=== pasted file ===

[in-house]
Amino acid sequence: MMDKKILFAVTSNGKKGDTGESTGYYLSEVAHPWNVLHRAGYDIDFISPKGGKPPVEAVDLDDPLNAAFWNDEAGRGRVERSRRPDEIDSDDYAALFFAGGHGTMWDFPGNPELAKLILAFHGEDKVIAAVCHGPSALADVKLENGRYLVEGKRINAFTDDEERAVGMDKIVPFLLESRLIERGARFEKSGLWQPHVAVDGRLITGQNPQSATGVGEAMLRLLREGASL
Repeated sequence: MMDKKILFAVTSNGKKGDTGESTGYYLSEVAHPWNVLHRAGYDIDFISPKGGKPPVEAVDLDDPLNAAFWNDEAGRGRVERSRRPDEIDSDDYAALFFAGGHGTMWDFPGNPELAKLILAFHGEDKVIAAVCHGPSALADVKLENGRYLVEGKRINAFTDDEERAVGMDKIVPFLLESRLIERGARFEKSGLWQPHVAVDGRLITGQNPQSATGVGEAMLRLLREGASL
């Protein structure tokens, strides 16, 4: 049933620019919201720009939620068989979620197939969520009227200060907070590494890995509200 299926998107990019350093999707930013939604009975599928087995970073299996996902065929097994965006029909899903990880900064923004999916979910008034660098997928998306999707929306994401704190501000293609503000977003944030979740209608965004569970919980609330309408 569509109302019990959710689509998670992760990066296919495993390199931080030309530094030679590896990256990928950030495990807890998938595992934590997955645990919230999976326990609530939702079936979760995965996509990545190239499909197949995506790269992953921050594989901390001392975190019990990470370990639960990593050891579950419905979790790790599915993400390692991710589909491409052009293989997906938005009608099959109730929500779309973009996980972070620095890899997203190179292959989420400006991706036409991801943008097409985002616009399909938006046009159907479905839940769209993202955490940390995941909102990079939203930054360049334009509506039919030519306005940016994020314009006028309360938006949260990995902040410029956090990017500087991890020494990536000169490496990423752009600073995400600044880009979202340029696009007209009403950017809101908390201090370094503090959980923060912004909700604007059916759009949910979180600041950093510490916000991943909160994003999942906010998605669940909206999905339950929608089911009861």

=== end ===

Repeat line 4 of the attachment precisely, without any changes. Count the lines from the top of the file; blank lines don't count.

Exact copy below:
């Protein structure tokens, strides 16, 4: 049933620019919201720009939620068989979620197939969520009227200060907070590494890995509200 299926998107990019350093999707930013939604009975599928087995970073299996996902065929097994965006029909899903990880900064923004999916979910008034660098997928998306999707929306994401704190501000293609503000977003944030979740209608965004569970919980609330309408 569509109302019990959710689509998670992760990066296919495993390199931080030309530094030679590896990256990928950030495990807890998938595992934590997955645990919230999976326990609530939702079936979760995965996509990545190239499909197949995506790269992953921050594989901390001392975190019990990470370990639960990593050891579950419905979790790790599915993400390692991710589909491409052009293989997906938005009608099959109730929500779309973009996980972070620095890899997203190179292959989420400006991706036409991801943008097409985002616009399909938006046009159907479905839940769209993202955490940390995941909102990079939203930054360049334009509506039919030519306005940016994020314009006028309360938006949260990995902040410029956090990017500087991890020494990536000169490496990423752009600073995400600044880009979202340029696009007209009403950017809101908390201090370094503090959980923060912004909700604007059916759009949910979180600041950093510490916000991943909160994003999942906010998605669940909206999905339950929608089911009861």